When is it the right time to talk about it, then? How high does the death toll have to rise? How young do the victims of gun violence have to be before people stop touting ‘thoughts and prayers for all affected’ and actually get up and act to stop anyone from ever having to bury a loved one who was killed in a mass shooting again?
Words do nothing. Prayers won’t fix this. Condolences don’t mean a goddamn thing when the people sending them to the families of shooting victims accept donations and funding from the NRA, and continuously vote to prevent gun control laws from passing.
Actions save lives. Just a simple glance outside of the US proves it.
In August of 1987, there was a mass shooting in Hungerford in the UK, where 16 people were massacred by a gunman wielding two semi-automatic rifles. A year later, the UK made it illegal to possess and purchase the powerful weapon.
Then, in March 1996, a man used handguns to shoot and kill 16 five year-old children and their teacher in the heartbreakingly devastating Dunblane massacre, Britains deadliest mass shooting. Then-Prime Minister Tony Blair campaigned for a ban to be placed on the private ownership and possession of handguns, which was met with widespread public support and passed within a year.
In the same year, a lone gunman opened fire at Port Arthur, in Australia, killing 35 people with two semi-automatic rifles in the deadliest mass shooting the country had ever seen. Immediately after, Australia banned pump-action shotguns and assault rifles in a mandatory buy-back. It cost the government $350 million dollars, but there hasn’t been a mass shooting in the country since.
In both the UK and Australia, gun violence is extremely low and mass shootings are essentially non-existent.
I’m not saying the US needs to mimic those two countries. To be honest, I don’t even think it’s a remote possibility. With the power of the NRA and second amendment protections, banning firearms seems unlikely, and with the sheer number of guns in the US – estimates sit at 310 million – a buy-back scheme would be basically impossible. Add to this that the UK and Australia don’t have the intense and passionate culture of guns and the right to bear arms that America holds so close to its national heart, and the differences in the three countries gets even wider.
But something needs to change. There must be some kind of move towards more gun control laws, because kids are being murdered.
After the 2012 Sandy Hook massacre, in which 20 children and six teachers were shot dead in their classrooms, there were calls to ban semi-automatic rifles from being sold to everyday citizens. Questions arose about why anyone would need a rapid-fire machine gun. Debates sparked, which pointed out that when the Second Amendment was written into the US constitution, the founding fathers would never have guessed we’d use it to argue that people have a right to own a gun which can fire 45 rounds per minute.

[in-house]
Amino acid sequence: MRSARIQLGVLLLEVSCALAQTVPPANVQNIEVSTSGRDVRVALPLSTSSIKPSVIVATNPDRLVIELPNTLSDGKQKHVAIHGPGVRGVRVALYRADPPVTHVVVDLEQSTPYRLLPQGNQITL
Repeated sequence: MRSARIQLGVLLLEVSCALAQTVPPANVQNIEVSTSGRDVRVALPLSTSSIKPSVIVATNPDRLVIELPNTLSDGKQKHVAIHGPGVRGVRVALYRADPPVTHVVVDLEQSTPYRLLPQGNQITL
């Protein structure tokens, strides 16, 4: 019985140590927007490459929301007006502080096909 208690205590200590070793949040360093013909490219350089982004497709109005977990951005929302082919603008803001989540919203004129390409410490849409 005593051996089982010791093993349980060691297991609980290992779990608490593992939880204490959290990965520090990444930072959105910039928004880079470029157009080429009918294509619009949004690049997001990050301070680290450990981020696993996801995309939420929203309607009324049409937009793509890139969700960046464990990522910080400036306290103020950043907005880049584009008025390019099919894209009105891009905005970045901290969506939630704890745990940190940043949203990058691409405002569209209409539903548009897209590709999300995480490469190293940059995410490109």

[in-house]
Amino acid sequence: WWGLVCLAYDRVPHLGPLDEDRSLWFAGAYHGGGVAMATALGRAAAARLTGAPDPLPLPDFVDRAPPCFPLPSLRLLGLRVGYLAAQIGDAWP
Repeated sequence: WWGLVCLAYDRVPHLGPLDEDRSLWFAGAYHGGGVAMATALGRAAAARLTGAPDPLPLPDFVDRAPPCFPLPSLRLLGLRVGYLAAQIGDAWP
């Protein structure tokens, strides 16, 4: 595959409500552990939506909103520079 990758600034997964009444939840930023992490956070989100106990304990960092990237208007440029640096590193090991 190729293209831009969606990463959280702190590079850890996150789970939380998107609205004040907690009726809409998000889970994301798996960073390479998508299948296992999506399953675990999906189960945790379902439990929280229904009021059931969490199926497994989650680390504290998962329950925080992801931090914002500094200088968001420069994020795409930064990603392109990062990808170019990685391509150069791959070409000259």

At the very least, the deaths of 20 six and seven year-old children while they were supposedly safe in their First Grade classrooms should have bought in mandatory background checks and some kind of legislation making it harder for people to obtain weapons if they had mental health issues.
But it didn’t.
It just brought in empty cries of thoughts and prayers from those in positions to create change and save lives. And Florida isn’t proving to be any different.
So, sure, Americans and politicians can think about how tragic the Florida shooting is, and pray for the 17 victims and their families. And we can think and pray again and again as more school shootings and massacres play out from the east to the west coast, but nothing is going to change unless the prayers stop for one fucking moment and something is actually done.
Image via weheartit.com.
Comment: Do you want more than just ‘thoughts and prayers’ for the victims of the recent Florida school shooting? Do you think change will occur?
Kassi is SHESAID's Global Editor, a passionate and opinionated tea-drinker and cat-lover. She's always sleepy, loves politics and lives for writing about social issues. Follow Kassi on Twitter, Instagram and Facebook.